The novelty aspect of the Labcorp claim isn't/can't be what is determinative, unless we categorically state that diagnostic method claims are not patent-eligible unless they recite a novel method step. That could be done, but it limits precisely what most of us want - a patent system that encourages disclosure. Especially for diagnostic method claims, preventing disclosure will give rise to a new magic, practiced by people who know what data reliably predicts an outcome. Not a good idea.

Thanks for the comment.

"and "science" was how knowledge was described."

Notably, "medicine" or "medicinal arts" was what was under discussion in this thread.

"So insofar as the hypos and the actual claims involve technology (and insofar as there are measurements, they do), these methods would fall within the category of the useful arts."

Lulz, it takes more than a measurement to make a Useful Art.

People made measurements in trade, politics etc. etc. etc. (notably medicine lol) and none of those were the Useful Arts.

You of course know all this, but decline to care because you have $$$ in your eyes. I'm going to stop reminding you of it because this is getting old.

"As for the hurricane hypo, there may be many other phenomena that can be predicted by a 5 degree rise in ocean water temperature "

So? That wasn't the abstract idea at hand. Re-read the passage.

"The correlation between ocean temperature and hurricane strength is only relevant during that limited period when there are hurricanes in the first place"

Again, so? Again, re-read the abstract idea at hand.

"so all you have pre-empted is what you have invented."

All you "invented" still wholly preempts an abstract idea. That's a problem Kev. I handily wrote the abstract idea down for you if you'd bother to read it instead of making up other abstract ideas which are not wholly preempt by which to judge the claim. One must consider all abstract ideas in the analysis, not just the ones that you don't preempt Kev.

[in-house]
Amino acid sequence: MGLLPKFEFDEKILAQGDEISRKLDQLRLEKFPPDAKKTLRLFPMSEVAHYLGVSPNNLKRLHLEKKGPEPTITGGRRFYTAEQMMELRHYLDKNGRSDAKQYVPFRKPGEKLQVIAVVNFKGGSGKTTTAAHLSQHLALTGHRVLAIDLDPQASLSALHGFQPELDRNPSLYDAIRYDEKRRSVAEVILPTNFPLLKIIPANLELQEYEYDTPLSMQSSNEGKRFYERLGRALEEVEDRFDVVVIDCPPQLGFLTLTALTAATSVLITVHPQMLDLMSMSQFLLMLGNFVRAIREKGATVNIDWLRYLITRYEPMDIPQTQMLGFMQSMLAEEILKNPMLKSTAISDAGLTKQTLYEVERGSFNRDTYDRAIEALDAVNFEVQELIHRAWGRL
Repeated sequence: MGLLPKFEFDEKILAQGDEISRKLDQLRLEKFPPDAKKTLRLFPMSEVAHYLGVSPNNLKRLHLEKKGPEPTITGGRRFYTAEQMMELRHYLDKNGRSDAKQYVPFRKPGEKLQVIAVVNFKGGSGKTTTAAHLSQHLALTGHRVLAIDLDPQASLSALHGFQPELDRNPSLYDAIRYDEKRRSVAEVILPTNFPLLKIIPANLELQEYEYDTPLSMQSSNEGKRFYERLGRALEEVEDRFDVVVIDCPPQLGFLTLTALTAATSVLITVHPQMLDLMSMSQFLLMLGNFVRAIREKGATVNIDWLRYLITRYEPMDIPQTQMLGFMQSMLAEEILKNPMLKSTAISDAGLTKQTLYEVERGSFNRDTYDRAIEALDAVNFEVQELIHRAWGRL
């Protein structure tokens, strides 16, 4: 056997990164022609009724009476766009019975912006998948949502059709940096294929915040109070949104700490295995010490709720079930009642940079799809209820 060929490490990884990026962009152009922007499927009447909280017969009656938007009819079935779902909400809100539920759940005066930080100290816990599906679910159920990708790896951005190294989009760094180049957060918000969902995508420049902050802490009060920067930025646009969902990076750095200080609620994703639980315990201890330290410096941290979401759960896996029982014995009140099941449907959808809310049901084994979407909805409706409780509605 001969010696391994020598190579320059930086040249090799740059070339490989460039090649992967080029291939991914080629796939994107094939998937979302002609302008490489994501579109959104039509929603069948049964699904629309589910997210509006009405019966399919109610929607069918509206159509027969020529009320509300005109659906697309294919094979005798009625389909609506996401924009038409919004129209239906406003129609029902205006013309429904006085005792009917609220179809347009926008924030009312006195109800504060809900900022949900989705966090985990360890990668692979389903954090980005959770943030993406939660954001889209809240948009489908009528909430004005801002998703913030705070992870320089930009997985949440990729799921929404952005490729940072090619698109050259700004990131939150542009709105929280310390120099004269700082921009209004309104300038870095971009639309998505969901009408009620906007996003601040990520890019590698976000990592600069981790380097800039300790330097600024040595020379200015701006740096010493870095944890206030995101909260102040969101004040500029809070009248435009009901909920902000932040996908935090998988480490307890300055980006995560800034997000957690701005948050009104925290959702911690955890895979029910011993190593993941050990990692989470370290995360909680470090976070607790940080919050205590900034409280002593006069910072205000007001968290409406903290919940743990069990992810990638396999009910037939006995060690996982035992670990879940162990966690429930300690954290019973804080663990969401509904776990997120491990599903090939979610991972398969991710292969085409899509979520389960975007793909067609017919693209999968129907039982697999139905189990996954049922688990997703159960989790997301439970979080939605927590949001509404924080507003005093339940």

And just btw, if it is your assertion that what they "invented" IS the abstract idea which I wrote down for you (as opposed to what they claimed), then that's fine with me. All the easier to invalidate the claim.

"My question to you is, are you going to put in your action your opinion about what is and is not patent-eligible in the claims you are examining, or are you going to play hide the ball, twenty questions with the applicants?"

Only for computer-medium nonsense. For the rest of the people I'll show them the ball.

Seem fair?

I mean, they want to play hide the ball, twenty questions with me (that is, they don't want to tell me what the structure is), I'll take my turn at their game.

I have one coming up this week that it seems that I am unfortunately bound by law to reject under 101 even though there are those that counsel against it. Unfortunately for applicant those people are blatantly ignoring the law and blatantly admitting to applying their own test in lieu of applying the law. Their test just so happens to be a loose variation of the MOT wholly ignoring the abstract idea analysis which is plainly articulated in BFD&B.

"One must consider all abstract ideas in the analysis, not just the ones that you don't preempt Kev."

Seriously?

I thought this blog had better spam filters.

Ah, 6, I see the problem. You think an "abstract idea" is the correlation between ocean temperature and hurricane force. I think the abstract idea is that the ocean can have temperature gradients and they can be used for many things. One of which, in my hypo, turns out to be predicting hurricane strength.

So I think I am claiming a specific idea, and you think it is abstract. Therein lies our disagreement, one that I fear logic cannot solve.